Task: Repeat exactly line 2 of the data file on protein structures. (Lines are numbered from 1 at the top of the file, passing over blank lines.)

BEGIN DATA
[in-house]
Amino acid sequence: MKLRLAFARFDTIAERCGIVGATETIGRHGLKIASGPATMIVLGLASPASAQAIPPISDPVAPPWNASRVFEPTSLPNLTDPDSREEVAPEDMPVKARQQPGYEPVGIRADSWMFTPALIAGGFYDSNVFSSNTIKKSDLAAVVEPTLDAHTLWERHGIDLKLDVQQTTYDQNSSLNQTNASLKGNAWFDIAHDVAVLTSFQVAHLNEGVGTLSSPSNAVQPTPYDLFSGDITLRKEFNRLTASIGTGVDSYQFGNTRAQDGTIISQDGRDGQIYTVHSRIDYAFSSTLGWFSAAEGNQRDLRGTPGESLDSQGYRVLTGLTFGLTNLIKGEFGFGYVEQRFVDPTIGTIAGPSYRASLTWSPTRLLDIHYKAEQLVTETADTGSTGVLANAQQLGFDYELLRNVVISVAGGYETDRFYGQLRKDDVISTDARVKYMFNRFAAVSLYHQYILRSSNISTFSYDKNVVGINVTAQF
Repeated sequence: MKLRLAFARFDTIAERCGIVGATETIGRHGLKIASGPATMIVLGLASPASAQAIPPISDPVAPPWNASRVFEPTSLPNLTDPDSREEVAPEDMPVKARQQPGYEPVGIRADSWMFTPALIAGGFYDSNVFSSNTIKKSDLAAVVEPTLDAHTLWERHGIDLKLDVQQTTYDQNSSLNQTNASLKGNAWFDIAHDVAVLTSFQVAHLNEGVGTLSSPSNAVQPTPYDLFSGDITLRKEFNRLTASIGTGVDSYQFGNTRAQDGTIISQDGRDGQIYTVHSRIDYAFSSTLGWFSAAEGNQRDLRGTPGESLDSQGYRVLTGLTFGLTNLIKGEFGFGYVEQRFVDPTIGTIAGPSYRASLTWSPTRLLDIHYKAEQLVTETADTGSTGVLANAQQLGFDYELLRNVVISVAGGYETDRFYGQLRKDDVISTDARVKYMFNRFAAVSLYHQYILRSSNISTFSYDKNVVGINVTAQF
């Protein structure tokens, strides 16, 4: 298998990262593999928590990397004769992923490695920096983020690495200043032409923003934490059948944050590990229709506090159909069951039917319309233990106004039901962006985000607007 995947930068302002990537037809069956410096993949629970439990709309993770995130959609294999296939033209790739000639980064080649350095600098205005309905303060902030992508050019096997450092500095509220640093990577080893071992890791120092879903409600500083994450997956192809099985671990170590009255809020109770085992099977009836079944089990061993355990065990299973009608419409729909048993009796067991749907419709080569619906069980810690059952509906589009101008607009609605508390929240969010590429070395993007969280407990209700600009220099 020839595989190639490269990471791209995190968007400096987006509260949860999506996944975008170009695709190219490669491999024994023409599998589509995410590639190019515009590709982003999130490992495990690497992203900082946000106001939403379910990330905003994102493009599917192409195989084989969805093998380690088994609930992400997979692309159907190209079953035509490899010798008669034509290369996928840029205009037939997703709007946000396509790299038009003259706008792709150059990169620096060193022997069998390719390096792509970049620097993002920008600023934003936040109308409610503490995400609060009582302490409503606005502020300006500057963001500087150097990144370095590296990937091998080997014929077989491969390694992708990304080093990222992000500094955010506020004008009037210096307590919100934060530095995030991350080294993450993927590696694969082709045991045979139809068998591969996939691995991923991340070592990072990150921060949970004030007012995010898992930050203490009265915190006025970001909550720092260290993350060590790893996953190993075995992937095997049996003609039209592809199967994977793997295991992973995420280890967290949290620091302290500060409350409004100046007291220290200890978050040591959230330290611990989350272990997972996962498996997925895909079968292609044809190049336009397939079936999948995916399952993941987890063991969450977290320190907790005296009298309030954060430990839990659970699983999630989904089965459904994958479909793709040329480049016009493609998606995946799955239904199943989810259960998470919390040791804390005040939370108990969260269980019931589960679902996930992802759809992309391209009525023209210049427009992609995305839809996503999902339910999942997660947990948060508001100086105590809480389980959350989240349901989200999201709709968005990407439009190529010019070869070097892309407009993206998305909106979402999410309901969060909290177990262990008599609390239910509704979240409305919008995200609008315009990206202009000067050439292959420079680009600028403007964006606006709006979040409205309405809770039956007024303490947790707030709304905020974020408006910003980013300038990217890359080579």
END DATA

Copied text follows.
Amino acid sequence: MKLRLAFARFDTIAERCGIVGATETIGRHGLKIASGPATMIVLGLASPASAQAIPPISDPVAPPWNASRVFEPTSLPNLTDPDSREEVAPEDMPVKARQQPGYEPVGIRADSWMFTPALIAGGFYDSNVFSSNTIKKSDLAAVVEPTLDAHTLWERHGIDLKLDVQQTTYDQNSSLNQTNASLKGNAWFDIAHDVAVLTSFQVAHLNEGVGTLSSPSNAVQPTPYDLFSGDITLRKEFNRLTASIGTGVDSYQFGNTRAQDGTIISQDGRDGQIYTVHSRIDYAFSSTLGWFSAAEGNQRDLRGTPGESLDSQGYRVLTGLTFGLTNLIKGEFGFGYVEQRFVDPTIGTIAGPSYRASLTWSPTRLLDIHYKAEQLVTETADTGSTGVLANAQQLGFDYELLRNVVISVAGGYETDRFYGQLRKDDVISTDARVKYMFNRFAAVSLYHQYILRSSNISTFSYDKNVVGINVTAQF